Edmonton woman not criminally responsible for stealing ambulance, judge rules

A 29-year-old woman has been found not criminally responsible for stealing an ambulance, then leading police on a 30-minute chase through the city.

'She was suffering from a mental disorder that rendered her incapable of knowing that her acts were wrong'

A judge says an Edmonton woman was not capable of knowing that stealing an ambulance from Royal Alexandra Hospital in 2016 was wrong due to her mental illness. (Lydia Neufeld/CBC)

A 29-year-old woman has been found not criminally responsible for stealing an ambulance and leading police on a 30-minute chase through the city.

The woman and her mother wiped away tears on Tuesday as Court of Queen's Bench Justice Wayne Renke read his decision in an Edmonton courtroom.

CBC has decided not to name the woman because she was mentally ill at the time of the incident.

Court heard the woman stole the ambulance at the Royal Alexandra Hospital in January 2016, crashed through the partially opened garage door, then raced away from police under the belief she needed to escape because was being sold into the sex trade.

A forensic psychiatrist told court on Monday the woman's hallucinations and delusions were the result of bipolar disorder, mania and psychosis.

'Not to blame'

On Tuesday, the judge agreed with that assessment, which was also the position of the Crown.

Renke said at the time of the incident the woman "was suffering from a mental disorder that rendered her incapable of knowing that her acts were wrong."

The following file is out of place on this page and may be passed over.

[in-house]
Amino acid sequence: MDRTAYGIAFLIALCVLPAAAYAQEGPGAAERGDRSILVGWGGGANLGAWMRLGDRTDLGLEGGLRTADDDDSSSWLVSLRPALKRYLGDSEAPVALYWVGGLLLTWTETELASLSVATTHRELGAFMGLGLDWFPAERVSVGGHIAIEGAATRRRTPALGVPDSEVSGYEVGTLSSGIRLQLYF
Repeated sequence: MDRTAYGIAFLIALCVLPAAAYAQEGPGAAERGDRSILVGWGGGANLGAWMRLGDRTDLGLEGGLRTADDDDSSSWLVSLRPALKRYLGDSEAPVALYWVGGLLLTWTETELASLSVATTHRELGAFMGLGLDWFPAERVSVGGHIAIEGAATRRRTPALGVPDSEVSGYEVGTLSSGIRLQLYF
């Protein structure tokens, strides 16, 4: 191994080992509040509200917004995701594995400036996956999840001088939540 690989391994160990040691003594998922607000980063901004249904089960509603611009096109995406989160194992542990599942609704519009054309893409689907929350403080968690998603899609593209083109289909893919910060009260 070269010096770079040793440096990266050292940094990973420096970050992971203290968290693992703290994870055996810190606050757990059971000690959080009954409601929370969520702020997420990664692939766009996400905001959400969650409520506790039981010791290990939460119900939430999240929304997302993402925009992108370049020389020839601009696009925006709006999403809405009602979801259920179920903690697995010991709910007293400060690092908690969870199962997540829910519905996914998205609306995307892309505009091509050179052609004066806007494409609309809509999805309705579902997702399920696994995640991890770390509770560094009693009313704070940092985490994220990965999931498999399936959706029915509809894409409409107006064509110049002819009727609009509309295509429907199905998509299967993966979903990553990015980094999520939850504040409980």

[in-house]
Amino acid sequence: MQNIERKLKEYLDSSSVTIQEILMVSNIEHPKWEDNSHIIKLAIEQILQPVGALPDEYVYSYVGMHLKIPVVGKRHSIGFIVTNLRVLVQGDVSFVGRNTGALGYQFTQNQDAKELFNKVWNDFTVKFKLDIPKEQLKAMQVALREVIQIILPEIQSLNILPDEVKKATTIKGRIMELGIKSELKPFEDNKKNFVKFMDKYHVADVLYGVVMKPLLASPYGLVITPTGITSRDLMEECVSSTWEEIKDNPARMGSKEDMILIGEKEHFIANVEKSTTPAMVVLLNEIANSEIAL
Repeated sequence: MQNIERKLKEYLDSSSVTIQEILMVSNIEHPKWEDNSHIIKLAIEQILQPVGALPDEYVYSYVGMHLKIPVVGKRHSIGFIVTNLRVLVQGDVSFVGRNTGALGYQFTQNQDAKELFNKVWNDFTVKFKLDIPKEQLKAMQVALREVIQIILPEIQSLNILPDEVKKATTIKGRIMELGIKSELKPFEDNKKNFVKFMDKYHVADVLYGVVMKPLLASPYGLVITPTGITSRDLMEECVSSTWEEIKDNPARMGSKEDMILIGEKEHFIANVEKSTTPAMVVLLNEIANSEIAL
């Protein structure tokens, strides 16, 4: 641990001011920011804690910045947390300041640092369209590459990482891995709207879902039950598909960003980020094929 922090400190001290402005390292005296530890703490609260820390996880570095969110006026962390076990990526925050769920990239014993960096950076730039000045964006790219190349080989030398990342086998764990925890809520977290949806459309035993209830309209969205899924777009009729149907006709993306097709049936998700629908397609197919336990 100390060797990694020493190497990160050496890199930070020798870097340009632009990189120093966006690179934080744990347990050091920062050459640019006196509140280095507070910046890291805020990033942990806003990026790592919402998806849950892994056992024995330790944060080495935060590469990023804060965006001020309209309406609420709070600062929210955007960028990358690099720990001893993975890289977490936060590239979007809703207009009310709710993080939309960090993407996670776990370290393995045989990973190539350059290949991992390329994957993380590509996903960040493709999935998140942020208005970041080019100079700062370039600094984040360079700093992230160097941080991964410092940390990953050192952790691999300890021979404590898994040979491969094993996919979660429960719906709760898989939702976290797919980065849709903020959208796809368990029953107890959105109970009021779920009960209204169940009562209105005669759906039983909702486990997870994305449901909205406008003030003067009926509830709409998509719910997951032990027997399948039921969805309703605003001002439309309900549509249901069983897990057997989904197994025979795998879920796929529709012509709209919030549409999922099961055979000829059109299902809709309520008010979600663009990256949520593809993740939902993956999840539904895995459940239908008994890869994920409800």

The judge also offered words of encouragement, prompting some nods from the woman and even a smile.

He told the woman she was "not to blame for what happened."

"I hope with good advice from her health-care professionals, good self-management and time (she) will put that mental disorder back into its box and it won't emerge again," Renke said.

The judge also thanked counsel for recognizing the woman's affliction and for the "focused, dignified and professional manner in which the issues were put before the court."

The woman will undergo a hearing by a review board to verify that she is complying with court orders to take her medication and undergo counselling to ensure she isn't a danger to the public.

'They're relieved'

Defence lawyer Dino Bottos said the legal process has been difficult for the woman and her family.

"They're relieved that it's now over and that the judge saw it our way, so they're hopeful to move on," said Bottos.

Bottos said his client's mother "tried to do everything possible at the time. It's sometimes difficult because people under the throes of mental illness don't  listen to reason."

But he said in general the case highlights the importance of alerting doctors or authorities when the mental health of a loved one is deteriorating.

"So that before anything tragic happens, the authorities have a chance to intervene and deal with the person who's deteriorating," said Bottos. "We really have to care for each other."
Defence Lawyer Dino Bottos says the case highlights the importance of looking out for the mental health of loved ones. (Emily Fitzpatrick CBC News)


andrea.huncar@cbc.ca
@andreahuncar